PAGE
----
Today, Canada Post unveiled a new commemorative stamp recognizing Métis leader Harry Daniels.
A politician, activist, writer and actor, Daniels dedicated his life to the rights and well-being of Métis and non-status Indians in Canada. Many consider his contributions to Métis rights to be without equal in modern-day Canada.
“I think his legacy is still unfolding,” says Murray Hamilton, friend of Harry Daniels, at the University of Saskatchewan. “50, 60, 100 years from now, Harry’s legacy might even be bigger than [Louis] Riel’s.”
Early leadership roles
Born in 1940 in Regina Beach, Saskatchewan, Daniels was known for his sharp wit, zest for life and the broad-brimmed black hat that he sported in honour of his bison-hunting forefathers.
At age 17, he joined the Royal Canadian Navy, after which he studied at the University of Saskatchewan. His schooling, along with the study of rights movements in the United States, piqued his interest in Indigenous politics.
Daniels was first elected to office in 1972 as vice-president of the Métis Association of Alberta (now Métis Nation of Alberta). He was elected secretary-treasurer of the Native Council of Canada (now Congress of Aboriginal Peoples) in 1974 and went on to serve as its president and chief executive officer.
Over his more than 40 years of service to his community, he was a member or founder of numerous organizations concerned with Métis rights, and represented Indigenous and Métis peoples provincially, nationally and internationally.
But it was with the Canadian Constitution that Daniels made his greatest impact.
One of Daniels’ most important contributions was successfully leading an effort to convince the federal government to enshrine the inherent rights of Métis and non-status Indians in the new Constitution. As a result, Métis are included, along with First Nations (“Indians”) and Inuit, as Indigenous (“Aboriginal”) Peoples in the Constitution Act, 1982.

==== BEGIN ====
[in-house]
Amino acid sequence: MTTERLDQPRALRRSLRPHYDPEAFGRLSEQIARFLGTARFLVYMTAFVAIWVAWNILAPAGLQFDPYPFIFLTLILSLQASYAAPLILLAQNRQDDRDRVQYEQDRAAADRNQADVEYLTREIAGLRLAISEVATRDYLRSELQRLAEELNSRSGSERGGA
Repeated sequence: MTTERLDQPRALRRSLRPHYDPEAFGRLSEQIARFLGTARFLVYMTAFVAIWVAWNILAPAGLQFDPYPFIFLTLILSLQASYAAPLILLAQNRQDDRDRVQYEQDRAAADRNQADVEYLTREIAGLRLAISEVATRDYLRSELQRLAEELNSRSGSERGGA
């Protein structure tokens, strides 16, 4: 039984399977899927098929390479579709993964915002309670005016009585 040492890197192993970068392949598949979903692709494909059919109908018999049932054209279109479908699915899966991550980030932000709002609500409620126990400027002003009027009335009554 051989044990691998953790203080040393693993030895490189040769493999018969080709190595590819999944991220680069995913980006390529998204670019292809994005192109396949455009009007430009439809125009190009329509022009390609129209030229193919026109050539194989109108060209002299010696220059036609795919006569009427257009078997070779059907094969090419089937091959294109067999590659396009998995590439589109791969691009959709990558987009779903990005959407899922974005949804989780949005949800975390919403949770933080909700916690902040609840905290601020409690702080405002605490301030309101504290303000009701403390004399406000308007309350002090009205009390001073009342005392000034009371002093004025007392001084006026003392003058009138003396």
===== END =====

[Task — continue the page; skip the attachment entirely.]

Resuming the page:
“Without question Harry’s greatest accomplishment was getting us, the Métis people, into Canada’s Constitution,” Tony Belcourt, f. “Harry knew if the word Métis was not specifically included that governments would always say we don’t have any responsibility for Métis people. He demanded that there be a clause in the Constitution to identify who the Aboriginal peoples were – and he wanted the word Métis there.”
Daniels v. Canada
Constitutional recognition, however, was just a first step for Daniels. Since 1867, the federal government had recognized only “status Indians” as being its jurisdictional responsibility. The provincial governments had also not claimed responsibility for Métis and non-status Indians.
To this end, in 1999, Daniels and several other plaintiffs launched Daniels v. Canada to determine the federal government’s relationship with the two groups.
The case was not decided until 2016, 12 years after Daniels’ death, when the Supreme Court upheld the Federal Court ruling that Métis and non-status Indians are Indians under the British North America Act, 1867, and therefore come under the federal government’s jurisdiction.
Accomplishments and honours
Over his lifetime, Daniels wrote several books on Métis issues and many articles and papers on the Constitution and Indigenous rights. An actor of both stage and film, he also held degrees from the University of Saskatchewan, Carleton University and the University of Ottawa (an honorary doctorate).
During his later years, he taught Métis history at the University of Saskatchewan and guest lectured at universities across Canada.
In March 2004, Daniels was awarded the Order of the Métis Nation by the Métis National Council. He passed away later that year.
The stamp honouring Harry Daniels is part of Canada Post’s new multi-year Indigenous Leaders stamp series. This year, along with Daniels, Inuit activist Jose Kusugak and former Chief of the Okanese First Nation Marie-Anne Day Walker-Pelletier are also being recognized.
Stamp series recognizes three Indigenous LeadersAvailable now